Highlights: Bruce Willis
By Jason Barney
September 14, 2009
Bruce Willis is one of the most recognizable actors on the big screen over the last 25 years. His first leading role was in the 1987 comedy/romance Blind Date. Now, as the summer of 2009 slips into fall, he stars in the science fiction film Surrogates. In between, he has saved the world a couple of times, fought terrorists, been the voice of a baby, and entertained audiences for years. When an actor has this much work under his belt, it is appropriate to wonder just which films on his resume stand out above the others.
There is no secret formula behind this list. Box office success isn't added to critical reception and then divided by how many times I have seen these movies. I didn't take the square root of how many quotable lines Willis has spoken over the years and multiply it by the number of films he's appeared in.
Critics certainly have a lot to say when movies are released, and audiences either embrace a film or they don't. This list is based on a couple of factors, some more important than others. First, limited or small roles naturally hold down a flick's chances of making my "finest five". While glimpsing the career of Willis, this naturally holds back movies such as Fast Food Nation or Ocean's Twelve. Also, box office success was not much of factor either. If it were, a film like Armageddon would have to be in my top five since it made $550 million worldwide.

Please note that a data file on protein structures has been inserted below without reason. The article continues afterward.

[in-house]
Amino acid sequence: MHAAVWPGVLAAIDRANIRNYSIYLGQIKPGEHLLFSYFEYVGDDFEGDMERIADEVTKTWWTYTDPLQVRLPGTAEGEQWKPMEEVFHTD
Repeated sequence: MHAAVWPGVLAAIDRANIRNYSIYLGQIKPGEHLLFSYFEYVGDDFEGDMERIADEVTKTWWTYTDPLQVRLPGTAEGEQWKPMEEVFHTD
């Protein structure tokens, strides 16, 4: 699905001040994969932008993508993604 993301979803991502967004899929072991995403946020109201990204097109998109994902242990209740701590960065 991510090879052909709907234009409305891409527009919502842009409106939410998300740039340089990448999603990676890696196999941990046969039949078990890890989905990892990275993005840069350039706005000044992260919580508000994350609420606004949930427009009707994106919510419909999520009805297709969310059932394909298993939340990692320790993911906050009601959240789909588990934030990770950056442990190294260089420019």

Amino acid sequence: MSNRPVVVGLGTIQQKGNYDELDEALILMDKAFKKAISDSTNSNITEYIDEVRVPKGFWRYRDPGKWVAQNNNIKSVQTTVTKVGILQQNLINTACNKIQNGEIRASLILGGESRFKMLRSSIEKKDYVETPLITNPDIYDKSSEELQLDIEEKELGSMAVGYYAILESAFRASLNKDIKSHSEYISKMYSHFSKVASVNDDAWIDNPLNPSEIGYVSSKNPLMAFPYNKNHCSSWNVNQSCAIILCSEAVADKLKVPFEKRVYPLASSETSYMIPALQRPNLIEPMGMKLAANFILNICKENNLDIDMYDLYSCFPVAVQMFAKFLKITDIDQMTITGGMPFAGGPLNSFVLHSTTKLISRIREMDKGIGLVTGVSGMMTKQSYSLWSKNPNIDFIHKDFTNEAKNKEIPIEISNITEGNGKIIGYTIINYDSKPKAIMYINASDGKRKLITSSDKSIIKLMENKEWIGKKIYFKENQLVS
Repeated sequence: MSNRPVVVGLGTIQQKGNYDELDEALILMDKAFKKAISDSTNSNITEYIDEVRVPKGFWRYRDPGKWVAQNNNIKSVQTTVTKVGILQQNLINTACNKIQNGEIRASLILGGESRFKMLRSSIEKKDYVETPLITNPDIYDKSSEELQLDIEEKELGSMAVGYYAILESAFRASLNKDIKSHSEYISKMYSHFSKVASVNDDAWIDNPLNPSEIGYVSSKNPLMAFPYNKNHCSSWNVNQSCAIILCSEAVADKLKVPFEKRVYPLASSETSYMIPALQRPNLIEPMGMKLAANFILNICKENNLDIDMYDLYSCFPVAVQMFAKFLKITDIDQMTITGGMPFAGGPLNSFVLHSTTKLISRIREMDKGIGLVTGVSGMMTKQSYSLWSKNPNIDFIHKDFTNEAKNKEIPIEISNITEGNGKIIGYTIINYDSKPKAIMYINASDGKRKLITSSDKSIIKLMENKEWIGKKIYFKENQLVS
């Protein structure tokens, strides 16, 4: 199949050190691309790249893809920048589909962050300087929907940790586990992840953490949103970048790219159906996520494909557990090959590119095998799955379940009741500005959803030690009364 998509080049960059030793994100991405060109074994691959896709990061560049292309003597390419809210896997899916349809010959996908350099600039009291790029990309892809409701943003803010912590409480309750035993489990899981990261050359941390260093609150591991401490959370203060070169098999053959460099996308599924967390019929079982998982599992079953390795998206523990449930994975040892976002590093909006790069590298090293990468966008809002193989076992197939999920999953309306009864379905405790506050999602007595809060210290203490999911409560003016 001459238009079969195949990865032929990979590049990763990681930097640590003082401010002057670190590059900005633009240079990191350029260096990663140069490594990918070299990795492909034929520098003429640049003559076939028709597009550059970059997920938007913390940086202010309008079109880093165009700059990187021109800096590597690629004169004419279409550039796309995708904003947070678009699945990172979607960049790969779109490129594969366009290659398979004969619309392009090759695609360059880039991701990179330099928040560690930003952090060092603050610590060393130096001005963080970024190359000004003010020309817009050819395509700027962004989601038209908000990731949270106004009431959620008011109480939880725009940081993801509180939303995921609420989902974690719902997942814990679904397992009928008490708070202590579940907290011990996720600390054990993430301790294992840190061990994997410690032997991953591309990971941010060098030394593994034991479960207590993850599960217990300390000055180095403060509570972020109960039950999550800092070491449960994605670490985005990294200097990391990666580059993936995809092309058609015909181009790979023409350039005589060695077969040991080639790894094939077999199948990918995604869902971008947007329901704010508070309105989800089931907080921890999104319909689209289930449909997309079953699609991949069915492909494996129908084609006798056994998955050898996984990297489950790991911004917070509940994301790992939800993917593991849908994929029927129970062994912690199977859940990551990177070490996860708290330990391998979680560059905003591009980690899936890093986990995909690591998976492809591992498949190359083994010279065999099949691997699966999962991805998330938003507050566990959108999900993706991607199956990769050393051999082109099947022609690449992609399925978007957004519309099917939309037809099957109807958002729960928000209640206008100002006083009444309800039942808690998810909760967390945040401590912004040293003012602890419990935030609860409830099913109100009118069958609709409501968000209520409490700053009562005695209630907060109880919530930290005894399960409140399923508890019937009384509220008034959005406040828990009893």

I imagine anyone could look at Willis's career and come up with something totally different. Some people might like smash 'em up films; others might think some of Willis's creative efforts deserve further credit. I am not stating these are his best performances. This list is simply based on my "enjoyment factor" when I watched a movie and my impression of it afterward. Here is my take on his five finest films.
1) Die Hard (1988)
This film was the one that put Bruce Willis on the map and it did it in a very big way. Prior to Die Hard, Willis was recognizable for his role in the television show Moonlighting. After his encounter with terrorists in L.A., his career was brighter than the Nakatomi Plaza at the end of the movie. Willis plays John McClane, a New York cop who gets caught in the middle of a terrorist plot in Los Angeles. The film unfolds during Christmas and manages to deliver some of the most incredible action sequences ever as gifts to its viewers. The scene where the LAPD sends in an armored vehicle to take on the terrorists is incredibly intense. McClane fleeing bare foot over broken glass makes us all cringe. The shootout and explosions at the top of the Nakatomi Plaza provide a worthy climax to a film that just never slows down. With all of the emphasis and attention that has been given to action movies over the last 20 years, it is still amazing how much respect the original Die Hard gets. The American Film Institute ranks it 39th on its list of "100 Years....100 Thrills". In 2007, Entertainment Weekly identified it as the best action film of all-time. Perhaps everything fell into place for Willis, considering Alan Rickman plays such an incredible villain and the musical score was absolutely first rate. Three sequels from the Die Hard franchise and nearly 60 films later, this is still the highlight of Bruce Willis's career.